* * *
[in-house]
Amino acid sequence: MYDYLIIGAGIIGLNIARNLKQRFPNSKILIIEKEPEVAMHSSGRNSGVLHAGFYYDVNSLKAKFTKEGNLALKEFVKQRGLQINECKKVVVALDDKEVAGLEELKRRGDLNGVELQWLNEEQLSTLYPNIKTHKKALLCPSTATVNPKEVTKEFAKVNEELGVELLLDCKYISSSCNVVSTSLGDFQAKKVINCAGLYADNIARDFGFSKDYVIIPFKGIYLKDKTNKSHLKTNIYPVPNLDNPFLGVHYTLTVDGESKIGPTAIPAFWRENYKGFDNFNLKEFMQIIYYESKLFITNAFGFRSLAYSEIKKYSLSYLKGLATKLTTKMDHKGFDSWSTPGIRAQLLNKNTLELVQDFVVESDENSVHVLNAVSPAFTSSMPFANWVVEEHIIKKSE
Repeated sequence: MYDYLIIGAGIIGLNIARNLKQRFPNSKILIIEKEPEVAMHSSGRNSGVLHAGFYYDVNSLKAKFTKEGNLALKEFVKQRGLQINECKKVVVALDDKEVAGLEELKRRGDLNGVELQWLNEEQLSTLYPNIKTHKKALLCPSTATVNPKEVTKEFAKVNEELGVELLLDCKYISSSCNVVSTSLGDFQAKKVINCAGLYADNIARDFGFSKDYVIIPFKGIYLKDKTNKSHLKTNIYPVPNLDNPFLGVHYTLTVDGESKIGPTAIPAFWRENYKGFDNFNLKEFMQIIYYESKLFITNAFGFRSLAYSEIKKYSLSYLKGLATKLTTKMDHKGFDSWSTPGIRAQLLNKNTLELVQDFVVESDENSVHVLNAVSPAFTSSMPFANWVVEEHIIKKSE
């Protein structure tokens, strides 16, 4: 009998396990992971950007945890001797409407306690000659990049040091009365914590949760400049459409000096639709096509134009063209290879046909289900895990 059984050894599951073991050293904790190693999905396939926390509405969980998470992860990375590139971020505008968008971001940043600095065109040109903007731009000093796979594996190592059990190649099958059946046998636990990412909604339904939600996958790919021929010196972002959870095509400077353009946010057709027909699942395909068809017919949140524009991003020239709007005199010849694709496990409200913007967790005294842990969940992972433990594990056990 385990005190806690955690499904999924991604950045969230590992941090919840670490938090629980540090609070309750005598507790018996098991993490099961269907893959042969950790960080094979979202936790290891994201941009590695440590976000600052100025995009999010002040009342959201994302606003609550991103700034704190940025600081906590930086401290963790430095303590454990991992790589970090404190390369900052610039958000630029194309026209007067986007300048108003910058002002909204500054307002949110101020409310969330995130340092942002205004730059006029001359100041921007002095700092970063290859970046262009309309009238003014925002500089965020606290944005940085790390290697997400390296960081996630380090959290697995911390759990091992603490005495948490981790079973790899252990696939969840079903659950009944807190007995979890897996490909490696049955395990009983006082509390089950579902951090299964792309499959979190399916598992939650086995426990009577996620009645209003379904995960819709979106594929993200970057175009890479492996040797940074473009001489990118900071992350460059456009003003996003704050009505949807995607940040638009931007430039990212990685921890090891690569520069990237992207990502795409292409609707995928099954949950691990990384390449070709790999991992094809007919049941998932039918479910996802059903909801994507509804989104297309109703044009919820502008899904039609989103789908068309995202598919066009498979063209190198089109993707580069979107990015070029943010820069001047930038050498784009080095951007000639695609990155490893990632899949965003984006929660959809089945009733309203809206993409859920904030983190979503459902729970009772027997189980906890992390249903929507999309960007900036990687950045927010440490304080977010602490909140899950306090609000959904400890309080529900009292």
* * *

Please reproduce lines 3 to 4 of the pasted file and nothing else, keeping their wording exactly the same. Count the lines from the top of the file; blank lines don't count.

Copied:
Repeated sequence: MYDYLIIGAGIIGLNIARNLKQRFPNSKILIIEKEPEVAMHSSGRNSGVLHAGFYYDVNSLKAKFTKEGNLALKEFVKQRGLQINECKKVVVALDDKEVAGLEELKRRGDLNGVELQWLNEEQLSTLYPNIKTHKKALLCPSTATVNPKEVTKEFAKVNEELGVELLLDCKYISSSCNVVSTSLGDFQAKKVINCAGLYADNIARDFGFSKDYVIIPFKGIYLKDKTNKSHLKTNIYPVPNLDNPFLGVHYTLTVDGESKIGPTAIPAFWRENYKGFDNFNLKEFMQIIYYESKLFITNAFGFRSLAYSEIKKYSLSYLKGLATKLTTKMDHKGFDSWSTPGIRAQLLNKNTLELVQDFVVESDENSVHVLNAVSPAFTSSMPFANWVVEEHIIKKSE
């Protein structure tokens, strides 16, 4: 009998396990992971950007945890001797409407306690000659990049040091009365914590949760400049459409000096639709096509134009063209290879046909289900895990 059984050894599951073991050293904790190693999905396939926390509405969980998470992860990375590139971020505008968008971001940043600095065109040109903007731009000093796979594996190592059990190649099958059946046998636990990412909604339904939600996958790919021929010196972002959870095509400077353009946010057709027909699942395909068809017919949140524009991003020239709007005199010849694709496990409200913007967790005294842990969940992972433990594990056990 385990005190806690955690499904999924991604950045969230590992941090919840670490938090629980540090609070309750005598507790018996098991993490099961269907893959042969950790960080094979979202936790290891994201941009590695440590976000600052100025995009999010002040009342959201994302606003609550991103700034704190940025600081906590930086401290963790430095303590454990991992790589970090404190390369900052610039958000630029194309026209007067986007300048108003910058002002909204500054307002949110101020409310969330995130340092942002205004730059006029001359100041921007002095700092970063290859970046262009309309009238003014925002500089965020606290944005940085790390290697997400390296960081996630380090959290697995911390759990091992603490005495948490981790079973790899252990696939969840079903659950009944807190007995979890897996490909490696049955395990009983006082509390089950579902951090299964792309499959979190399916598992939650086995426990009577996620009645209003379904995960819709979106594929993200970057175009890479492996040797940074473009001489990118900071992350460059456009003003996003704050009505949807995607940040638009931007430039990212990685921890090891690569520069990237992207990502795409292409609707995928099954949950691990990384390449070709790999991992094809007919049941998932039918479910996802059903909801994507509804989104297309109703044009919820502008899904039609989103789908068309995202598919066009498979063209190198089109993707580069979107990015070029943010820069001047930038050498784009080095951007000639695609990155490893990632899949965003984006929660959809089945009733309203809206993409859920904030983190979503459902729970009772027997189980906890992390249903929507999309960007900036990687950045927010440490304080977010602490909140899950306090609000959904400890309080529900009292």